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Brooklyn Center police chief: 'Once we got pelted, we responded in kind'

The police presence will be enhanced Monday and beyond.
Tim Gannon

Brooklyn Center Police Chief Tim Gannon

Members of the local, county and state police forces will be assisted by the Minnesota National Guard on Monday and going forward in the event that civil unrest escalates the way it did Sunday night after 20-year-old Daunte Wright was fatally shot by a police officer during a traffic stop in Brooklyn Center. 

Though unlike Sunday night's unrest that morphed into looting at numerous stores at the Shingle Creek Crossing shopping center, Brooklyn Center Police Chief Tim Gannon says such behaviors will not be tolerated. 

Speaking Monday at a news conference to add more details – including body camera video – from Wright's deadly encounter with police, Gannon said he was "front and center" at both the protest outside the city's police department and at what he called a "riot" at the shopping hub.  

"I was front and center at the protest, at the riot," Gannon said, then interrupted by members of the community who asked him to avoid calling the looting a riot. "It was," he said adamantly, then warned that any violent behavior will be met with force. 

The chief said some protesters threw concrete blocks and frozen cans at officers, so he instructed all the lights at the police department to be turned off to make it harder for protesters to target officers. 

Gannon also said protesters had plenty of time to leave the area to avoid physical confrontation with law enforcement. Gannon was behind the dispersal order that was issued around 10 p.m. It gave protesters 10 minutes to clear the area.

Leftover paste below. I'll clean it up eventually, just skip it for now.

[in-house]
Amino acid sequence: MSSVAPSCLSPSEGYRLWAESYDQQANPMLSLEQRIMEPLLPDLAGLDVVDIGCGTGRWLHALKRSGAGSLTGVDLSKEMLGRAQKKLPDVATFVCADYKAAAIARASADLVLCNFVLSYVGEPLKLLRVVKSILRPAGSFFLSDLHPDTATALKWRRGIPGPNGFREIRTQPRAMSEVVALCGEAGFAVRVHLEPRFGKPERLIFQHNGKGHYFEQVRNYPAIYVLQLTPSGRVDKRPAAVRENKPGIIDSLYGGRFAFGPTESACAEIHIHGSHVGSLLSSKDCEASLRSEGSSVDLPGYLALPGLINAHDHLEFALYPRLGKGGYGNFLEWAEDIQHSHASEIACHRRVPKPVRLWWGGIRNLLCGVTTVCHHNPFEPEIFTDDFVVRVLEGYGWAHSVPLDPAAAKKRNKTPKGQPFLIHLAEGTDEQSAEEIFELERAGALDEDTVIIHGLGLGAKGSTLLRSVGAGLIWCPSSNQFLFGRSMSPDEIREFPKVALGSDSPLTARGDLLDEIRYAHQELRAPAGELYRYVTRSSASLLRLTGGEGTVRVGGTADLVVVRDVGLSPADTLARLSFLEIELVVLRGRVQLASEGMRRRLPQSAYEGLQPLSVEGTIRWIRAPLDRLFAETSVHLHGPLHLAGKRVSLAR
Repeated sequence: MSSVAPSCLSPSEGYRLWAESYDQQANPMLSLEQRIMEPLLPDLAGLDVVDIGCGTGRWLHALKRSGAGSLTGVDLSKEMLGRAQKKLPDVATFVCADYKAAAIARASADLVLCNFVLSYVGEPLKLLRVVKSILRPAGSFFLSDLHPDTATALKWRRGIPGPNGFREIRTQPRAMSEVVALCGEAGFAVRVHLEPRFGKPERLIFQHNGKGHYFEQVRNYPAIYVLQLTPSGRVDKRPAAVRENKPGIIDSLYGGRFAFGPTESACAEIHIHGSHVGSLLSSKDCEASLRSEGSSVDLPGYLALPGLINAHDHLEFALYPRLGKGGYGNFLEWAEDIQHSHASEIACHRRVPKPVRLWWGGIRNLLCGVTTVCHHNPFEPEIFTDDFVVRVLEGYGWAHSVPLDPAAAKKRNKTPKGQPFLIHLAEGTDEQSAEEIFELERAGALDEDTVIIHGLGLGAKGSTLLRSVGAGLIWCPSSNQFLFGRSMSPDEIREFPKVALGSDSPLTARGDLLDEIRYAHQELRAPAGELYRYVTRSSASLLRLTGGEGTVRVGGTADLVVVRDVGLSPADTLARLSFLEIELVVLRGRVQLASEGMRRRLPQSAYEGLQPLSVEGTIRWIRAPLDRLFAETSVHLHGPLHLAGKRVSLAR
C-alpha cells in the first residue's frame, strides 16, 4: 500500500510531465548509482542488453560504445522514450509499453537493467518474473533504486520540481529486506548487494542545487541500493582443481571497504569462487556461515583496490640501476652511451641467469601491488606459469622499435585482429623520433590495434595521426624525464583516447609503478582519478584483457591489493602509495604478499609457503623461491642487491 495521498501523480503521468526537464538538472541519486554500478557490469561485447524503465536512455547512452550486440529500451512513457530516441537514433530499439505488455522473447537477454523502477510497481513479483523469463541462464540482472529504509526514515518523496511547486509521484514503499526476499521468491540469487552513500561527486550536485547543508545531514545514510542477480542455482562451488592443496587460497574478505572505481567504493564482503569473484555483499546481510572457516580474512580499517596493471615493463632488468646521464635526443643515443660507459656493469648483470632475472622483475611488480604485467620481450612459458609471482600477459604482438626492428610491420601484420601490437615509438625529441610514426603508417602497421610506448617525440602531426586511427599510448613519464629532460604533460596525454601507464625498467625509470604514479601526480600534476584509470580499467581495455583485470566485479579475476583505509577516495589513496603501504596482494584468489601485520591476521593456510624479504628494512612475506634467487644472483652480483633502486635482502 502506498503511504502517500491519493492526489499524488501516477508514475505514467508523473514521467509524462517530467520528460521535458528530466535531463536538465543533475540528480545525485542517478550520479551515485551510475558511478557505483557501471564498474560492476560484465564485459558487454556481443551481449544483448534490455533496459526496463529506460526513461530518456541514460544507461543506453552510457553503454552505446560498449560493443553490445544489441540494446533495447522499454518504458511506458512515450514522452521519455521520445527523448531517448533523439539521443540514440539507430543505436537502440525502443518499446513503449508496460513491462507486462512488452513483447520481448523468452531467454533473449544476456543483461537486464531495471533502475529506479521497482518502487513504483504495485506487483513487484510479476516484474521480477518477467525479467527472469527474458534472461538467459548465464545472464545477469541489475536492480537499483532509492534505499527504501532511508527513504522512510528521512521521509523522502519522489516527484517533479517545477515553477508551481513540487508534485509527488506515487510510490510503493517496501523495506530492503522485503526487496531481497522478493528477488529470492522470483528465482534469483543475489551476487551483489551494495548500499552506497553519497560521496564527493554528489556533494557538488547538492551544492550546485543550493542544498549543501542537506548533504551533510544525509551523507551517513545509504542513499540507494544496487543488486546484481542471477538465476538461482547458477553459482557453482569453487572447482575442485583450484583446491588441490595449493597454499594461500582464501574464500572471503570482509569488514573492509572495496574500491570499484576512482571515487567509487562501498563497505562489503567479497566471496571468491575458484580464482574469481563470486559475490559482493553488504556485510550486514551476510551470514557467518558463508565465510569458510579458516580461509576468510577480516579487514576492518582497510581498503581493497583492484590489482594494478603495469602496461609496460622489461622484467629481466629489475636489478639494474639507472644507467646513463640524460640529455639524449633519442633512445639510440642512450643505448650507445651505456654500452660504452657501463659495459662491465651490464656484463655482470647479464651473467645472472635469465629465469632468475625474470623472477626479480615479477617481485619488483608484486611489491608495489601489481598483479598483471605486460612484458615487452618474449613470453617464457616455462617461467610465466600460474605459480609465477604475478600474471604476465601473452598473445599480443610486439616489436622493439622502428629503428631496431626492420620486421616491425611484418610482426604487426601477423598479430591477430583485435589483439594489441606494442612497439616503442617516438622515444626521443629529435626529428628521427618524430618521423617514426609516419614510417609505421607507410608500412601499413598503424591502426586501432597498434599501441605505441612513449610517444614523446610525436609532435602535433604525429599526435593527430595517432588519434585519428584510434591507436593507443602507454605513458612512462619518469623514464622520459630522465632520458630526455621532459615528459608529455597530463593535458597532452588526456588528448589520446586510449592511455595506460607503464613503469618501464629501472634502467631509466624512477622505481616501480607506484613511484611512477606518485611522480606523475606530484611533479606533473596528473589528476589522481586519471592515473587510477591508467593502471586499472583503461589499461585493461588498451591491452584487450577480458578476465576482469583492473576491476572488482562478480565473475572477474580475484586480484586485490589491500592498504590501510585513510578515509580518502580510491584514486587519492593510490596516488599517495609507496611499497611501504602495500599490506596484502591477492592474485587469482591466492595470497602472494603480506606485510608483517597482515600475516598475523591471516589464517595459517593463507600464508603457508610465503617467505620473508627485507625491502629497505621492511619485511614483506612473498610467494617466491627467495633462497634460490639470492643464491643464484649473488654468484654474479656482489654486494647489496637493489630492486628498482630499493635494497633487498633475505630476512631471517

"Plenty of time was given to disperse," said Gannon, taking responsibility for the decision to use tear gas and rubber bullets on protesters who refused to leave.

"Once we got pelted, we responded in kind," he said, noting that a deputy with the Hennepin County Sheriff's Office was taken to the hospital after being struck in the head by a brick. 

Police killing of Daunte Wright: Here's what we know so far

Gallery: Civil unrest leads to property damage at Brooklyn Center stores

Asked if he would've avoided giving officers the go-ahead to use tear gas, flash bangs and rubber bullets if he had the chance to make the decision again, Gannon said "absolutely not." 

"If we hadn't moved people on, I don't know what would've happened and I don't know what would've reformed," he said, adding that he promotes peaceful protest but warned that any violence going forward will be met with a response. 

"We are going to have our officers lined up to protect this building, to protect this city the best we can," Gannon said. 

Wright was fatally shot by a female officer who was described by Gannon as a "very senior officer." Gannon suggested that the officer grabbed her gun instead of her Taser and that Wright may have been the victim of an "accidental discharge." 

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